Wine Types | Orange Wine: In-Depth Guide

Massimo Vignaiolo
November 27, 2023

Orange wine, a unique and intriguing entrant in the world of viticulture, stands at the crossroads of tradition and innovation. Often referred to as 'skin-contact white wine,' this wine style captures the imagination of connoisseurs and casual drinkers alike. It's a testament to the age-old adage that sometimes, looking back is the best way to move forward.

Rooted in ancient winemaking practices, most notably from the Caucasus region, orange wine owes its distinctive hue and robust profile to the extended maceration of white grape skins. This process, a departure from conventional white wine production, imparts a complexity and depth that challenges and expands the conventional palette of flavours and textures in white wines.

In contemporary viniculture, orange wine has emerged as a symbol of artisanal craft and a banner for natural wine movements. Its production, often characterized by organic or biodynamic practices, reflects a growing trend towards minimal interventionist approaches and a renewed respect for terroir. The resulting wines are not just beverages but stories - narratives of a place, a season, and the meticulous care of the vintners.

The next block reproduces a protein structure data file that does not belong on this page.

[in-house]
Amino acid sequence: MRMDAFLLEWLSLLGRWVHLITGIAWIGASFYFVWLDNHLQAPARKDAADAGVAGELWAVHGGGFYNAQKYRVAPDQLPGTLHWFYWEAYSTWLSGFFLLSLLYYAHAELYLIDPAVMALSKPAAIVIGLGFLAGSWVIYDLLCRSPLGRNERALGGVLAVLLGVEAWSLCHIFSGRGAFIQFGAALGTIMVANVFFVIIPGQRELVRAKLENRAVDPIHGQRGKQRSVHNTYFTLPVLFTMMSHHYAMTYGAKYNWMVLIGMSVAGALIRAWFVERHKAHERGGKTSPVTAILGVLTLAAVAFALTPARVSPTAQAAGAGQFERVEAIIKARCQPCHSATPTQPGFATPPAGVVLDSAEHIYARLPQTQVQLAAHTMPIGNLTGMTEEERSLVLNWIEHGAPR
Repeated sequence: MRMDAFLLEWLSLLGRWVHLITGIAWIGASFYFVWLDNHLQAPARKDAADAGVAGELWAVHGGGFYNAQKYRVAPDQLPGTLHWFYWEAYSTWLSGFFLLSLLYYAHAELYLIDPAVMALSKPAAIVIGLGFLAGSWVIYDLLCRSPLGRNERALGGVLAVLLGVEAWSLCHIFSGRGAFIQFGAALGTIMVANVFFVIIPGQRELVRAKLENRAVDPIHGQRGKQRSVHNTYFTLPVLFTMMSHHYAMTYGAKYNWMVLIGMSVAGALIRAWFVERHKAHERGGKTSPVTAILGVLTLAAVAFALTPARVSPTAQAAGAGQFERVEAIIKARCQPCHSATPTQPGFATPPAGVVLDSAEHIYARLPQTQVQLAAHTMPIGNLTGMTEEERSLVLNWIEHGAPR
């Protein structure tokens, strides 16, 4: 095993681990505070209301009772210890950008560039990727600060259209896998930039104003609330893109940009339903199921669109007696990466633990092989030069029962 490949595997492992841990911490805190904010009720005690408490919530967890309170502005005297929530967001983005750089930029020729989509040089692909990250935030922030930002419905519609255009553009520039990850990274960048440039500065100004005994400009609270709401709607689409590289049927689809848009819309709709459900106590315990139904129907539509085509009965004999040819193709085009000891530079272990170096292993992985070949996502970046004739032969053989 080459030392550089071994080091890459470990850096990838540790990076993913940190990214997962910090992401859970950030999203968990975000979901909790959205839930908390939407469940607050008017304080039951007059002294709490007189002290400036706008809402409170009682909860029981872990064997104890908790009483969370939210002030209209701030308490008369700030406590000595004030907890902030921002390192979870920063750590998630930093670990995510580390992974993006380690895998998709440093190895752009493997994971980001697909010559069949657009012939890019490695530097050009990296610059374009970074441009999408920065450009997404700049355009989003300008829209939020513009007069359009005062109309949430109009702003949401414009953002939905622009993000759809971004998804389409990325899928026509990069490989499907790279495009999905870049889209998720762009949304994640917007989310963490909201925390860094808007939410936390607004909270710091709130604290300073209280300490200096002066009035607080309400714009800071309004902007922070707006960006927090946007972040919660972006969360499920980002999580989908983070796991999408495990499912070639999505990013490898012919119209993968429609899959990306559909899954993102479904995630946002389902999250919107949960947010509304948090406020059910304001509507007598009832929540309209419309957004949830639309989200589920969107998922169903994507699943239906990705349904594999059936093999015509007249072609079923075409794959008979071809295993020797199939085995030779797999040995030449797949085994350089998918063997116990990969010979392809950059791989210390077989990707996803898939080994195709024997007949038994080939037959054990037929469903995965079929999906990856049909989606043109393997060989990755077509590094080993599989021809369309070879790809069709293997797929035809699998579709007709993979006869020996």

In this in-depth guide, we delve deep into the heart of orange wine – understanding its history, production, and the distinctive characteristics that make it a rising star in the wine world.


The wine's origins can be traced back 6,000 years ago to Georgia (the country, not the state) in the Caucasus Mountains. This style of winemaking eventually spread to Slovenia, Croatia and northern Italy. Winemakers in these regions rediscovered the process and began making orange wine. It re-emerged in Italy in 1997 and expanded its reach to other parts of Europe.